WASHINGTON, April 14, 2016 - More than 40 farm groups are
raising an alarm over a planned three-day meeting next
week by the Federal Insecticide, Fungicide, and Rodenticide Act Scientific
Advisory Panel over concerns about negative human health effects from the
commonly used pesticide chlorpyrifos. The meeting of the panel, EPA’s primary
source for scientific peer review, could impact far more than just
chlorpyrifos, the National Corn Growers Association and other groups said in a
letter to EPA Administrator Gina McCarthy.
The farm groups complained in the letter that they had little warning of the panel meeting and because EPA is rushing the process, it is “attempting to fundamentally alter its process for evaluating potential risk and regulation of pesticides. EPA is moving forward as if the current regulatory process developed over four decades is broken.”
The panel has met twice before over health concerns related to exposure to the pesticide in 2008 and 2012 and last year issued a proposed rule to revoke all tolerance levels for the chemical after being ordered to by U.S. Court of Appeals for the 9th Circuit. EPA hasn’t issued a final rule and is still reviewing data on chlorpyrifos submitted by industry.
Key Democrat pledges to fight GMO promotion money. The top Democrat on the House Appropriations Committee says she’s going to work with the Senate to stop a spending measure that would provide $3 million to promote consumer understanding and acceptance of biotech crops, Agr-Pulses Phil Brasher reports.
New York Rep. Nita Lowey argues that the science about genetic engineering isn’t settled. “The government shouldn’t be promoting acceptance when there is a very lively healthy debate on GMOs today,” she said. The provision is included in the fiscal 2017 spending bill for USDA and FDA. Lowey will have a well-placed ally in the ranking member of the Senate Appropriations subcommittee that handles the budget for USDA and FDA, Jeff Merkley, D-Ore., He is the leading Senate proponent of labeling biotech foods.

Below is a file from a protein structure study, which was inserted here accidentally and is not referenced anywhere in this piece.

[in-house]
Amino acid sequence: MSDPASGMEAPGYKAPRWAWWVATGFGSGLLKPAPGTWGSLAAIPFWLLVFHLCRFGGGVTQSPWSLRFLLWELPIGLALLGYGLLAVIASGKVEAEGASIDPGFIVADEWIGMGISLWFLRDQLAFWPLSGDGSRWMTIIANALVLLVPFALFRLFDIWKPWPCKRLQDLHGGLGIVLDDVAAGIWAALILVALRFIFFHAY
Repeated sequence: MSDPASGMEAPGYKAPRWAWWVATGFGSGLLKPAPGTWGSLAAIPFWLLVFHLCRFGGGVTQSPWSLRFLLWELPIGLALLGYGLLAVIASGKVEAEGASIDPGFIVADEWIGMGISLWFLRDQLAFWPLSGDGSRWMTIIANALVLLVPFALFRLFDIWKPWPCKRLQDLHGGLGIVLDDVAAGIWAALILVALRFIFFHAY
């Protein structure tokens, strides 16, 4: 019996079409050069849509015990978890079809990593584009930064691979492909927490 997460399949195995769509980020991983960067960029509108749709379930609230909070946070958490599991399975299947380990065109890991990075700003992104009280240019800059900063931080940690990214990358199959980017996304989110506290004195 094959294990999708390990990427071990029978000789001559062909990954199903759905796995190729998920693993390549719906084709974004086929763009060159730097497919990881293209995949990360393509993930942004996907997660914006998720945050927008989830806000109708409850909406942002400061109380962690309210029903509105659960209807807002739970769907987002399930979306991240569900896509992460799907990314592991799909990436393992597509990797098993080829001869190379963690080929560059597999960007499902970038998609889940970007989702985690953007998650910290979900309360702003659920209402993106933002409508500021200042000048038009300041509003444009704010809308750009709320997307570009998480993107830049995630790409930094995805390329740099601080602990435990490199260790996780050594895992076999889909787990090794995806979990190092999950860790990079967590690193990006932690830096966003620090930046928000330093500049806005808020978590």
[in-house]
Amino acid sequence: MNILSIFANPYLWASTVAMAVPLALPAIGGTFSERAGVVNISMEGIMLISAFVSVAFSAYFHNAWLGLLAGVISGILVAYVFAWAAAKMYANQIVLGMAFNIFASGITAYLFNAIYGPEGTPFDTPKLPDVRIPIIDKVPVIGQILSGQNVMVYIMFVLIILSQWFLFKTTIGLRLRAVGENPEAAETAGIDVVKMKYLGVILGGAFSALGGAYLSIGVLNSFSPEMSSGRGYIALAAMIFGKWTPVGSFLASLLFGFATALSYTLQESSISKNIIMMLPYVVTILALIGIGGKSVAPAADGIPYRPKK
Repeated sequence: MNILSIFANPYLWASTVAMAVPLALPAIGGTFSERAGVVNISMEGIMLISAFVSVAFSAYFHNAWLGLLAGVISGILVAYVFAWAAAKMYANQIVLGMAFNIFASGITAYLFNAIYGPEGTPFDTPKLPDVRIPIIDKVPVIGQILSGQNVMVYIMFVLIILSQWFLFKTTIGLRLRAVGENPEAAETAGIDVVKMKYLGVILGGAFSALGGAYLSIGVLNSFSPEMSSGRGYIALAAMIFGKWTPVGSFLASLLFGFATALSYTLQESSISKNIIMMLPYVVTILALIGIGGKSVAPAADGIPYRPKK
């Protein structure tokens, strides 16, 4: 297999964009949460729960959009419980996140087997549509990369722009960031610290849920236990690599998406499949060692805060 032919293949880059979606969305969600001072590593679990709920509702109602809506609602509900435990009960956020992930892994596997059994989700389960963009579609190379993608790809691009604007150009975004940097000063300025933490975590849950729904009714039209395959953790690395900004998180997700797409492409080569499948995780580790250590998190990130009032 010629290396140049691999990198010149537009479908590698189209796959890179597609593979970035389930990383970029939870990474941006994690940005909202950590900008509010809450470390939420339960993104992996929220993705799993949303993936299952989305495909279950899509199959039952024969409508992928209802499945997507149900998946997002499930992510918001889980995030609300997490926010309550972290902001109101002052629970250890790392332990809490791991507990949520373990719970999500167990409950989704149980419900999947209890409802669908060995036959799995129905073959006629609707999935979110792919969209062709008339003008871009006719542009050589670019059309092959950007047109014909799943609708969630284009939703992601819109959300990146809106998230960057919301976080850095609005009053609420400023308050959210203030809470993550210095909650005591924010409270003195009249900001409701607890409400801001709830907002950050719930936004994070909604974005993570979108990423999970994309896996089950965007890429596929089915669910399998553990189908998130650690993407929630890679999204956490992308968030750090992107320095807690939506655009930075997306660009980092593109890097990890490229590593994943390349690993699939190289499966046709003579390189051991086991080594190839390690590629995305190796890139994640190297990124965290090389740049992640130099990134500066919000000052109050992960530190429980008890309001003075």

China not interested in TPP yet. Several countries have contacted the U.S. about eventually joining the Trans-Pacific Partnership trade deal, but China is not one of them. U.S. Trade Representative Michael Froman said today on a conference call hosted by the National Cattlemen’s Beef Association.
“We continue to have good dialogue with China on a whole range of issues and our trade and investment relationship including beef and biotech issues … and we continue to work with them to negotiate a bilateral [investment] treaty,” Froman said.
Furthermore, finding applicants for new membership will not be a priority until TPP has been ratified by the current members, Froman said.
“We’ve been approached by a number of countries about potentially joining in TPP,” Froman said. “We made clear to them that our priority and the priority of the other 11 countries right now is just the ratification among the 12 of us and to focus on the necessary steps to implement the agreement. As to the other countries, we take note of their interest and we’ll continue to have conversations with them to educate them about what’s in TPP … but right now our focus is on getting it ratified and fully implemented.
Almanza is back in Asia to talk catfish. Deputy Under Secretary for Food Safety Alfred Almanza is back in Asia this week to meet with officials from countries like Vietnam that hope to be able to continue exporting catfish to the U.S. after USDA takes over food safety inspection from the FDA. The meetings in Vietnam may be tense because they come just after the country delivered a heated letter to the World Trade Organization, accusing the U.S. trying to block trade under the guise of new food safety requirements.
He said it: “Rural America probably can’t survive without earmarks.” That was California Rep. Sam Farr, ranking Democrat on the House Agriculture Appropriations Subcommittee, arguing that rural areas are disproportionately hurt when lawmakers can't direct money to their districts for infrastructure projects.
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